What’s it about? It presents a unifying hypothesis for a lot of the recent discoveries in human evolution, primatology and childhood development. Tomasello argues that the ability to read and share intentions is the basis for human cognition, and that we are adapted to this purpose in a way that close relatives like chimpanzees aren’t.
Why should an evolutionary linguist care? Because buried deep in that hypothesis is the assumption that language is part of this cognitive aparatus. Tomasello’s argument therefore offers the biggest contemporary challenge to the Chomskian consensus on language evolution, placing it behind the cognition of shared intentionality in terms of both emergence and importance.
So, thanks to the generosity of Chrissy Cuskley, here is a PDF of her presentation about this paper.
There is a great philosophy paper about animal cognition here. It covers a lot of familiar ground for evolutionary linguists but there is some great discussion of metacognition experiments and a pretty comprehensive list of all of the most important animal behavior papers of the last thirty years. Well worth reading for newcomers and experts alike.
Recent research demonstrates that the speed with which humans acquire and ditch new genes is the fastest yet studied in mammals. Primates are noticeably quick at genetic variation, but humans are the fastest of all, meaning that the eternally quoted “Chimps share 97 % (or 98%, take your pick) of our DNA” does not tell the whole story about genetic difference. Whilst they may share 97% of our nucleotide sequences, the differences in quantities of this gene may indicate a more notable genetic difference. According to this Science article “6.4% of the 22,000-odd human genes aren’t present in chimps” making the difference between them seem considerably larger.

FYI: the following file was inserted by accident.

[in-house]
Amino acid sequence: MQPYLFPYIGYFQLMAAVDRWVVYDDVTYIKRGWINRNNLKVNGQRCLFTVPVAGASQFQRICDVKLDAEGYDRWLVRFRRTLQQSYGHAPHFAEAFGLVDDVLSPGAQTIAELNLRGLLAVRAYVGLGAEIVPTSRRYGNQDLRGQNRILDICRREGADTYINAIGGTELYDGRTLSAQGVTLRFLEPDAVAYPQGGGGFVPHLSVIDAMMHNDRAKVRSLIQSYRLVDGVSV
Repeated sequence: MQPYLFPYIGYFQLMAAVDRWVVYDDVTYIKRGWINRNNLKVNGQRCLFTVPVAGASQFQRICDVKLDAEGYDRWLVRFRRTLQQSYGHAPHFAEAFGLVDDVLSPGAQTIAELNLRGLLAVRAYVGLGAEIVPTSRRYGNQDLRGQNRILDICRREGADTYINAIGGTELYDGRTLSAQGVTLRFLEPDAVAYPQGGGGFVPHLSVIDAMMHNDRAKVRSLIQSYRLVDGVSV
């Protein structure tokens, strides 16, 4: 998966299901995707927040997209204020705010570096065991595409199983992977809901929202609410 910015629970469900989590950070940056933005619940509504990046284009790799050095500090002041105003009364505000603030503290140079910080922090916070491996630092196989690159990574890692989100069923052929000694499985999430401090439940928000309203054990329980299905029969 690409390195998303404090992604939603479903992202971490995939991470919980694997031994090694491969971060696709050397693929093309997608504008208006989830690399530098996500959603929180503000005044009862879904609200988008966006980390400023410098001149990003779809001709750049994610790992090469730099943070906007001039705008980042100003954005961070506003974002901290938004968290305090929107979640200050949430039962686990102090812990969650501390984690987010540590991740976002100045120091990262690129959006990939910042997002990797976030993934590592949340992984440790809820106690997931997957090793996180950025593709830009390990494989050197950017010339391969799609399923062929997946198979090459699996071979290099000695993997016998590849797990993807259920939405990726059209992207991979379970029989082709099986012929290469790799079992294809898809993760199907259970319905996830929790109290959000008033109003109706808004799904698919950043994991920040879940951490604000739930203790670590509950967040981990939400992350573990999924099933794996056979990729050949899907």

Here is a high quality copy of the second part of Armand Leroi‘s acclaimed What Makes Us Human? documentary. It’s a little shallow in its representation of the issues and occasionally might have you screaming at the screen in frustration. (Pinker’s misrepresentation of the Chimpanzee language research programme had the veins popping in my neck). Overall however, it is a very good overview of all the most popular ideas in the field and is packed with great footage of Alex the Parrot, children with FOXP2 abnormalities, studies into autism and an exploration of mirror neurons. Requires the DIVX codec